Naturally, this kind of processing requires a considerably robust PC to support all the processing decisions going on. Minimum system requirements on the box show a 200 MHz Pentium; a bump up from the P-133 version 3.6 needed to run.

In use

My evaluation was done on a Pentium II-333 with 64 MB RAM, but I would opt for a faster processor yet, with a RAM cache of 128 MB or greater, and some peppy hard disks as well. Do not try driving this much audio off that old 850-megger in your 486. Make the leap to an affordable 450 to 800 MHz PC or look into a Mac. Cubase runs great on both.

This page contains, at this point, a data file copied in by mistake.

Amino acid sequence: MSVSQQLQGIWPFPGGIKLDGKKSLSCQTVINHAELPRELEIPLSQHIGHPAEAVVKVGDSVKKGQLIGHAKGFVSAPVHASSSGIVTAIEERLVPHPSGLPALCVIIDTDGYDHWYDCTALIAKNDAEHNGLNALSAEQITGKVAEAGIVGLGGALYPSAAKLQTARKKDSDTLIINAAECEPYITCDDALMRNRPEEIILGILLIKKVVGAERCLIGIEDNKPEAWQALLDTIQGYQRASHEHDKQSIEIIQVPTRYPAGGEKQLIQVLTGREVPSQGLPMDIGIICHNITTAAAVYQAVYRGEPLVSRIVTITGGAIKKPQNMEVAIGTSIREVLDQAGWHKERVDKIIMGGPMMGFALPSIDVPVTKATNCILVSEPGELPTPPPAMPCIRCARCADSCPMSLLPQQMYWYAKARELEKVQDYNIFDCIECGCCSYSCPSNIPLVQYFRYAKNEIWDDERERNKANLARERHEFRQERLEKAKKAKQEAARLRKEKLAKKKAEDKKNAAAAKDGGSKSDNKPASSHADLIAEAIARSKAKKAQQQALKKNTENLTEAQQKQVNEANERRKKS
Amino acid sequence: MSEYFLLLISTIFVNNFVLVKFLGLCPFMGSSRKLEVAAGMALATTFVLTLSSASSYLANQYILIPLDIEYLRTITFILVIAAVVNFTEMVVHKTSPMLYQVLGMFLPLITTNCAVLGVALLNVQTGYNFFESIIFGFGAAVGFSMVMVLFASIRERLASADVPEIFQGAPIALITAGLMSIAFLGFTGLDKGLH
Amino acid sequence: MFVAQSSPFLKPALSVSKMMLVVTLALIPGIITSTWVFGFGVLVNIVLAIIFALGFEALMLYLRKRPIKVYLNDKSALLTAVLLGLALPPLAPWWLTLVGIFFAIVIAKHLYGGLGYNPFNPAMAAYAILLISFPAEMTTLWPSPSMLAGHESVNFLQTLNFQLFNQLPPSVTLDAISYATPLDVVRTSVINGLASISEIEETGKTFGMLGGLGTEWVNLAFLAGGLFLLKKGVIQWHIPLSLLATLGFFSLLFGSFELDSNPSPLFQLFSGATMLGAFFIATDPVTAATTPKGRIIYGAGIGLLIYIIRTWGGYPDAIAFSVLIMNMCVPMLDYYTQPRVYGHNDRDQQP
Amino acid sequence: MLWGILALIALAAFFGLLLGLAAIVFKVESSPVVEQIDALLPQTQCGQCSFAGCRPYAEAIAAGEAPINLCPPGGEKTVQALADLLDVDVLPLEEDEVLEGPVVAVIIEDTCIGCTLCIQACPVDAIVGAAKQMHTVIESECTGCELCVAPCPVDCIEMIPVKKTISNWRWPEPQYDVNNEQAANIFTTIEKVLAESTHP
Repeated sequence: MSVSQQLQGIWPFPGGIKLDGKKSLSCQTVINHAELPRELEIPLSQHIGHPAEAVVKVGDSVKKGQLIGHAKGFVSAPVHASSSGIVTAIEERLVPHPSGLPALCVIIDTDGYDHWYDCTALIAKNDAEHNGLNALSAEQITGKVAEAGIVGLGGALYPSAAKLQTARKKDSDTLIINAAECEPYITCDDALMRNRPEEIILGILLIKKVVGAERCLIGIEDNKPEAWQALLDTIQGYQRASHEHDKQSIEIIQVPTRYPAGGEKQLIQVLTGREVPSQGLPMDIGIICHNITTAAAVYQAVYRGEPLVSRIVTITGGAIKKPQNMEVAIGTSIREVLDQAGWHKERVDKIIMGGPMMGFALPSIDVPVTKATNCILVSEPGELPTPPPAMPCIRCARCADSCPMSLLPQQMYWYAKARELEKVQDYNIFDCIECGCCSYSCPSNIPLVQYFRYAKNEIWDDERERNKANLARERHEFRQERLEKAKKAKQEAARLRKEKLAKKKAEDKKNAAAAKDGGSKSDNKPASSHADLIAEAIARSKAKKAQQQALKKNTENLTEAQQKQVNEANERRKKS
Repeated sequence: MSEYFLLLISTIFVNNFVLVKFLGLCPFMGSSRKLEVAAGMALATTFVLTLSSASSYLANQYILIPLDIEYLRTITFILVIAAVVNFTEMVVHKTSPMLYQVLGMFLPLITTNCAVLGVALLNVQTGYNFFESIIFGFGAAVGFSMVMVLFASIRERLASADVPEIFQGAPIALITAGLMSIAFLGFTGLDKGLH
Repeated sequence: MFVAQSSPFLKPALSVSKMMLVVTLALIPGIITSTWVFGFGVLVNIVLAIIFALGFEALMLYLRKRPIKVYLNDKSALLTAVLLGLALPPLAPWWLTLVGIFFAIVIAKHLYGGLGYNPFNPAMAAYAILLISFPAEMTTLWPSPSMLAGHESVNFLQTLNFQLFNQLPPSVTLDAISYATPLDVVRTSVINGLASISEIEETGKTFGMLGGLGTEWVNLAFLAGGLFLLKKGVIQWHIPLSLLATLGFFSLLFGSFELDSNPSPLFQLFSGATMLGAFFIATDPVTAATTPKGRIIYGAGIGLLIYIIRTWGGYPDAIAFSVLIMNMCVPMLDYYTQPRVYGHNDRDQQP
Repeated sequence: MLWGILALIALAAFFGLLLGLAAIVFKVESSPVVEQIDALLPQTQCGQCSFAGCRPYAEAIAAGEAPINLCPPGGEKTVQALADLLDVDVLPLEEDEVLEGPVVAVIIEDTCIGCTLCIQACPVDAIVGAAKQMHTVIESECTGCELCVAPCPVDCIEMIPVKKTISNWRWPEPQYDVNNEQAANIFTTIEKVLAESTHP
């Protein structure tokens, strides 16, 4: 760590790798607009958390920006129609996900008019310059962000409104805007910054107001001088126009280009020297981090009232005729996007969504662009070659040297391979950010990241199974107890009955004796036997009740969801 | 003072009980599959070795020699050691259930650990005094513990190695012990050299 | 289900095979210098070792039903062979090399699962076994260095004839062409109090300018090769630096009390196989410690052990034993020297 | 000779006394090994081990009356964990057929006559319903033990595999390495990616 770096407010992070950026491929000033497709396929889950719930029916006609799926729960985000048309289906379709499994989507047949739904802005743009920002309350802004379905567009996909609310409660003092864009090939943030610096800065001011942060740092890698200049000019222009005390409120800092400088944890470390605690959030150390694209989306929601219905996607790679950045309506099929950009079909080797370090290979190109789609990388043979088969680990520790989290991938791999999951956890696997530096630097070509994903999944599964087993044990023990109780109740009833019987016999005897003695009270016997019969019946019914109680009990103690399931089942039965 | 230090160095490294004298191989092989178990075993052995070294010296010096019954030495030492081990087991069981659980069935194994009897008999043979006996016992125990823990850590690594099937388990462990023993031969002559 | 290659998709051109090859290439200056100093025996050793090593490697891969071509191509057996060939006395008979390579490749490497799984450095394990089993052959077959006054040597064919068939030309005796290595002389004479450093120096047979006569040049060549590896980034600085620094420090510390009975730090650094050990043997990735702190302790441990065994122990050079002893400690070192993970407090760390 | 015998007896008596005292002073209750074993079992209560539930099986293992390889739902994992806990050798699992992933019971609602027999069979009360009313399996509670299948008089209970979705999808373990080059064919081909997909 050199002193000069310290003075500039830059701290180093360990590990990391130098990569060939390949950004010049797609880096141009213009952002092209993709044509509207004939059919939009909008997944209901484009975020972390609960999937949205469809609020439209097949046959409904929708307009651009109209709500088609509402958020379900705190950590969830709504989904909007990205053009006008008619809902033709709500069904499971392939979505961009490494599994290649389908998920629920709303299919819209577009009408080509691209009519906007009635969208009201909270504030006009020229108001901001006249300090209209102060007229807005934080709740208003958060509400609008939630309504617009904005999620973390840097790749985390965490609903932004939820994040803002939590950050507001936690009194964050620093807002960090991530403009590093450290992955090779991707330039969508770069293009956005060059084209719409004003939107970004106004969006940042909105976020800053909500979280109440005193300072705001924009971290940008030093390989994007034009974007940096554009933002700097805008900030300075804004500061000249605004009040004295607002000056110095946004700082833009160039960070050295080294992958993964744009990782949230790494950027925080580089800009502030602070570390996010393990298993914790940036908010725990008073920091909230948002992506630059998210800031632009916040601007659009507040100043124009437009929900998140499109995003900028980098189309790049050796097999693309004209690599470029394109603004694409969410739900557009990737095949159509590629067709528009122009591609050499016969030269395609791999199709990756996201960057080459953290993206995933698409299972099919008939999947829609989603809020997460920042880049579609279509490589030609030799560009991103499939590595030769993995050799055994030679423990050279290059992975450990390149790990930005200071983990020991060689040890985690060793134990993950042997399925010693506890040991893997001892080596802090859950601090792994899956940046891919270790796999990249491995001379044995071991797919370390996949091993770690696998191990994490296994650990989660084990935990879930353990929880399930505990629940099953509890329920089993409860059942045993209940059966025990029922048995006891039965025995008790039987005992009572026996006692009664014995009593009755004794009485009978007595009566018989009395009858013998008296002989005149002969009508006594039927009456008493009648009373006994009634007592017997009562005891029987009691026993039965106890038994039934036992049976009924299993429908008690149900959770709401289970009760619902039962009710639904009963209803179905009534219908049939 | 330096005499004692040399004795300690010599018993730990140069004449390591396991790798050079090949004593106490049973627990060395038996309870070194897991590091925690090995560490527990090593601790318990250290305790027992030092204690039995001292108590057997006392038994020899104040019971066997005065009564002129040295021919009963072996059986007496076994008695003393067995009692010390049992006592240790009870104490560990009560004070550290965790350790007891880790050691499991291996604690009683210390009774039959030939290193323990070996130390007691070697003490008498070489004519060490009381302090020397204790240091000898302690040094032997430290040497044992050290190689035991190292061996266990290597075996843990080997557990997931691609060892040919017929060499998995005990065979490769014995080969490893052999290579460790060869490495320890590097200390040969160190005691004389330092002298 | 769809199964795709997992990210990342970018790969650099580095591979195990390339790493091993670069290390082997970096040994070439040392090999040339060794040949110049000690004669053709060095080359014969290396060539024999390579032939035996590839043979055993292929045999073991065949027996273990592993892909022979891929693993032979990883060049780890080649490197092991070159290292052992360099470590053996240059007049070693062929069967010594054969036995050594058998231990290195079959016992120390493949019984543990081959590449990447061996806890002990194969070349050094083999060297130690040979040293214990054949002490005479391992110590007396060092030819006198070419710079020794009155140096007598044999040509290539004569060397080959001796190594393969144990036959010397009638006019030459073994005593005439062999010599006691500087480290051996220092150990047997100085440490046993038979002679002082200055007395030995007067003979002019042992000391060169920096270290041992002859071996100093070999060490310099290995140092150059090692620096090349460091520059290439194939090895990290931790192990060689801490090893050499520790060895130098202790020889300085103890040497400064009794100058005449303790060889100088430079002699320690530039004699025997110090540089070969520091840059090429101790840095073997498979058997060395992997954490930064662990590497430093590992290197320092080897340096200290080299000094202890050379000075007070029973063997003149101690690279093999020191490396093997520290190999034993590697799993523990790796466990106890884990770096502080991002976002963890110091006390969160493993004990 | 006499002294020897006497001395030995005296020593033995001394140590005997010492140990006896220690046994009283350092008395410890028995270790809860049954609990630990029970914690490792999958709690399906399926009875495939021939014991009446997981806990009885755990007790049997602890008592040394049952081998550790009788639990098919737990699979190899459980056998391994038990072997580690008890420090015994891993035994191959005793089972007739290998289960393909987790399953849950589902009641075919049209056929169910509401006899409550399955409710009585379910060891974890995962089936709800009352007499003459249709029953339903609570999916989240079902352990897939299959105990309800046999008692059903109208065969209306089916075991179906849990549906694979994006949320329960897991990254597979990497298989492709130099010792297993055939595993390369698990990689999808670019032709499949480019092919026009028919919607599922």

Like many MIDI/audio sequencing programs, Cubase VST records and edits in tracks. The Arrangement window is where you lay your audio files and MIDI parts, then go ahead with your copy/cut/paste/punch-in decisions.

The only time a track isn’t called a track is when you open the Audio Editor window, which has you dealing with lanes. Each lane represents an audio channel and its accompanying waveform. Do your edits here then bounce back to the Arrangement window to place the audio back in the mix.

Click open the EQ and Effects window to modify the tonality of each audio track. Again, you get four bands of parametric EQ per audio track, along with the four insert effects and eight effect sends for reverb, chorusing or other desired effect. There are also the VST dynamics, which include auto gate, auto level, compressor and soft clip. These are included on every audio channel.